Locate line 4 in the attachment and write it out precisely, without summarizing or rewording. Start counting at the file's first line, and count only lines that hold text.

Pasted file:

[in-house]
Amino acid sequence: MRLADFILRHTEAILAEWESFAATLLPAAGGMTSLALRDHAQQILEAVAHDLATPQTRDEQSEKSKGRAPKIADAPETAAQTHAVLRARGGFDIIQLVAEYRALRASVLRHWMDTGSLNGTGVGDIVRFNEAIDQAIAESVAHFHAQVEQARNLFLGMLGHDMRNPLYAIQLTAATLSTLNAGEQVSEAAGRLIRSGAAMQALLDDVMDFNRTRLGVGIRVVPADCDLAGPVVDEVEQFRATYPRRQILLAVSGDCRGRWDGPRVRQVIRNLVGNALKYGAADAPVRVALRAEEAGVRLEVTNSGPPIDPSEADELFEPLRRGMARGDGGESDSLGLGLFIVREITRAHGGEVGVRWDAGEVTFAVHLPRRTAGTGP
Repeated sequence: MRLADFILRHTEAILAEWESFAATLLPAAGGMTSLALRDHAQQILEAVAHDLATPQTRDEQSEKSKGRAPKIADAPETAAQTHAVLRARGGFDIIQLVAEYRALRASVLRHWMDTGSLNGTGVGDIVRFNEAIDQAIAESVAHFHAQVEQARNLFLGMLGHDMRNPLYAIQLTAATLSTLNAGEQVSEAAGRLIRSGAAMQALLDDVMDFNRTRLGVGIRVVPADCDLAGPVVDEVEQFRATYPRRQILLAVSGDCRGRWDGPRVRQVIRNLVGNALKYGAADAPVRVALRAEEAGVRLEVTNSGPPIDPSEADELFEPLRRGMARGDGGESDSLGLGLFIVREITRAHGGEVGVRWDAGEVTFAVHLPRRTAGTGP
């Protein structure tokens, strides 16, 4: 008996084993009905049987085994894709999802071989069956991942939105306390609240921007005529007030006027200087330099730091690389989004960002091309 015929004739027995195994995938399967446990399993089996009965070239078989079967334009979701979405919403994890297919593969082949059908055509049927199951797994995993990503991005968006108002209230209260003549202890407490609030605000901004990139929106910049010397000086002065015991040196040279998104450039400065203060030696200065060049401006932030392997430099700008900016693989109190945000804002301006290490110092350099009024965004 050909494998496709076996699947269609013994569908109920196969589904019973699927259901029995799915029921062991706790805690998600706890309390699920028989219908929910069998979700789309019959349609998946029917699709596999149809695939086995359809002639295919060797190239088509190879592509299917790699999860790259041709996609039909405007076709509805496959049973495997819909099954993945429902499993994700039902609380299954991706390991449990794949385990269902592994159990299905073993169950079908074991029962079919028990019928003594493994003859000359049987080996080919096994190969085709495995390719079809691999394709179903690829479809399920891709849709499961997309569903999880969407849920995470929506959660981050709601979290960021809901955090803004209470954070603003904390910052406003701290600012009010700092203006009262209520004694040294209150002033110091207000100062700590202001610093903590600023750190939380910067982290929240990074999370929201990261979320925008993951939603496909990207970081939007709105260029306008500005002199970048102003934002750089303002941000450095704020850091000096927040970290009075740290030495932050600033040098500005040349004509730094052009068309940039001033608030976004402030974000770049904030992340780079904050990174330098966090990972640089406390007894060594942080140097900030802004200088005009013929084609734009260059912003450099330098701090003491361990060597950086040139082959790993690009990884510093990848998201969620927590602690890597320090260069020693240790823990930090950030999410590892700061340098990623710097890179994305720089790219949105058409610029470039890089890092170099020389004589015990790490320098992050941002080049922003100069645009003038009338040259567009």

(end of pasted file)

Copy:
């Protein structure tokens, strides 16, 4: 008996084993009905049987085994894709999802071989069956991942939105306390609240921007005529007030006027200087330099730091690389989004960002091309 015929004739027995195994995938399967446990399993089996009965070239078989079967334009979701979405919403994890297919593969082949059908055509049927199951797994995993990503991005968006108002209230209260003549202890407490609030605000901004990139929106910049010397000086002065015991040196040279998104450039400065203060030696200065060049401006932030392997430099700008900016693989109190945000804002301006290490110092350099009024965004 050909494998496709076996699947269609013994569908109920196969589904019973699927259901029995799915029921062991706790805690998600706890309390699920028989219908929910069998979700789309019959349609998946029917699709596999149809695939086995359809002639295919060797190239088509190879592509299917790699999860790259041709996609039909405007076709509805496959049973495997819909099954993945429902499993994700039902609380299954991706390991449990794949385990269902592994159990299905073993169950079908074991029962079919028990019928003594493994003859000359049987080996080919096994190969085709495995390719079809691999394709179903690829479809399920891709849709499961997309569903999880969407849920995470929506959660981050709601979290960021809901955090803004209470954070603003904390910052406003701290600012009010700092203006009262209520004694040294209150002033110091207000100062700590202001610093903590600023750190939380910067982290929240990074999370929201990261979320925008993951939603496909990207970081939007709105260029306008500005002199970048102003934002750089303002941000450095704020850091000096927040970290009075740290030495932050600033040098500005040349004509730094052009068309940039001033608030976004402030974000770049904030992340780079904050990174330098966090990972640089406390007894060594942080140097900030802004200088005009013929084609734009260059912003450099330098701090003491361990060597950086040139082959790993690009990884510093990848998201969620927590602690890597320090260069020693240790823990930090950030999410590892700061340098990623710097890179994305720089790219949105058409610029470039890089890092170099020389004589015990790490320098992050941002080049922003100069645009003038009338040259567009």